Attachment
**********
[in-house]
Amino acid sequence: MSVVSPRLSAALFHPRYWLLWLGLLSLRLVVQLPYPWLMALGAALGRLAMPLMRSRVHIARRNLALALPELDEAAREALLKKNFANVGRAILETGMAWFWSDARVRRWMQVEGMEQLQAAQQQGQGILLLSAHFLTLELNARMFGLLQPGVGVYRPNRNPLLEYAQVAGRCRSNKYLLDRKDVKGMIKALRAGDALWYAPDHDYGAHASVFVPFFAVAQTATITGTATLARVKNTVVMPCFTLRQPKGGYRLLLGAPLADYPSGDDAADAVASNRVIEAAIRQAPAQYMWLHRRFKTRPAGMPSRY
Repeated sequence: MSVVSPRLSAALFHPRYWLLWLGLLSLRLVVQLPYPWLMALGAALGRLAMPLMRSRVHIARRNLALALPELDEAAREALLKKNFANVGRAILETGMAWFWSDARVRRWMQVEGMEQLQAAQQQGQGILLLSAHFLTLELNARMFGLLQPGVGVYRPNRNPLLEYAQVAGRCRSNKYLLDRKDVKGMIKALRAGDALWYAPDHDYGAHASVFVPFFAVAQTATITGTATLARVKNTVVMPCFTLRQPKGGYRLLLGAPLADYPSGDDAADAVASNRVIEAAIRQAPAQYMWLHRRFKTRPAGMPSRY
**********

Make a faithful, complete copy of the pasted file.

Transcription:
[in-house]
Amino acid sequence: MSVVSPRLSAALFHPRYWLLWLGLLSLRLVVQLPYPWLMALGAALGRLAMPLMRSRVHIARRNLALALPELDEAAREALLKKNFANVGRAILETGMAWFWSDARVRRWMQVEGMEQLQAAQQQGQGILLLSAHFLTLELNARMFGLLQPGVGVYRPNRNPLLEYAQVAGRCRSNKYLLDRKDVKGMIKALRAGDALWYAPDHDYGAHASVFVPFFAVAQTATITGTATLARVKNTVVMPCFTLRQPKGGYRLLLGAPLADYPSGDDAADAVASNRVIEAAIRQAPAQYMWLHRRFKTRPAGMPSRY
Repeated sequence: MSVVSPRLSAALFHPRYWLLWLGLLSLRLVVQLPYPWLMALGAALGRLAMPLMRSRVHIARRNLALALPELDEAAREALLKKNFANVGRAILETGMAWFWSDARVRRWMQVEGMEQLQAAQQQGQGILLLSAHFLTLELNARMFGLLQPGVGVYRPNRNPLLEYAQVAGRCRSNKYLLDRKDVKGMIKALRAGDALWYAPDHDYGAHASVFVPFFAVAQTATITGTATLARVKNTVVMPCFTLRQPKGGYRLLLGAPLADYPSGDDAADAVASNRVIEAAIRQAPAQYMWLHRRFKTRPAGMPSRY